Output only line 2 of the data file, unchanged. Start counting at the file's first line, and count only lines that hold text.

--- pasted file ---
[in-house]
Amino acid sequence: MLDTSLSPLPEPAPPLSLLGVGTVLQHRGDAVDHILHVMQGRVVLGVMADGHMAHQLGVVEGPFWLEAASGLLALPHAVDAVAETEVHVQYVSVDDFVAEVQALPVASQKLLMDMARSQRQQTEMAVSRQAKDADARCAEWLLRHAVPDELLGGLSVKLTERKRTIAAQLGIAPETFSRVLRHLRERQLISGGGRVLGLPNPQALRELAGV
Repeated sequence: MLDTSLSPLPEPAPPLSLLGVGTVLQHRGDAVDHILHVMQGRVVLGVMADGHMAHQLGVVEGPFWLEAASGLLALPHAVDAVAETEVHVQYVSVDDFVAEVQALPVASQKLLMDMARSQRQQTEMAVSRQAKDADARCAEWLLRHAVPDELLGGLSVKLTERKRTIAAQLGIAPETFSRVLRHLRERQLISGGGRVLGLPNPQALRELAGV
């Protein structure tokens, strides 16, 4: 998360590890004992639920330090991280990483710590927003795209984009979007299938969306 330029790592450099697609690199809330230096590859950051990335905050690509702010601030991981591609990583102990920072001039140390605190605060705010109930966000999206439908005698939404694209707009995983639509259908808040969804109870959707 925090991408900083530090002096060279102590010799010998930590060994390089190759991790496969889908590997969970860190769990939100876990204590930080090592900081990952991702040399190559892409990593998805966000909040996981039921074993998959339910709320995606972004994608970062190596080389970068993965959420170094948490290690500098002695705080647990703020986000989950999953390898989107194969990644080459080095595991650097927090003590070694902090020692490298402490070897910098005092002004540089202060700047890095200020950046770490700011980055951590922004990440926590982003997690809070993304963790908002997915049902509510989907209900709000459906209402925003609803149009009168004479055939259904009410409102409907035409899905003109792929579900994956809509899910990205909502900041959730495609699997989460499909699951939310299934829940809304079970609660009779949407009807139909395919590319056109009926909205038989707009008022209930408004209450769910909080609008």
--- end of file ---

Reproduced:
Amino acid sequence: MLDTSLSPLPEPAPPLSLLGVGTVLQHRGDAVDHILHVMQGRVVLGVMADGHMAHQLGVVEGPFWLEAASGLLALPHAVDAVAETEVHVQYVSVDDFVAEVQALPVASQKLLMDMARSQRQQTEMAVSRQAKDADARCAEWLLRHAVPDELLGGLSVKLTERKRTIAAQLGIAPETFSRVLRHLRERQLISGGGRVLGLPNPQALRELAGV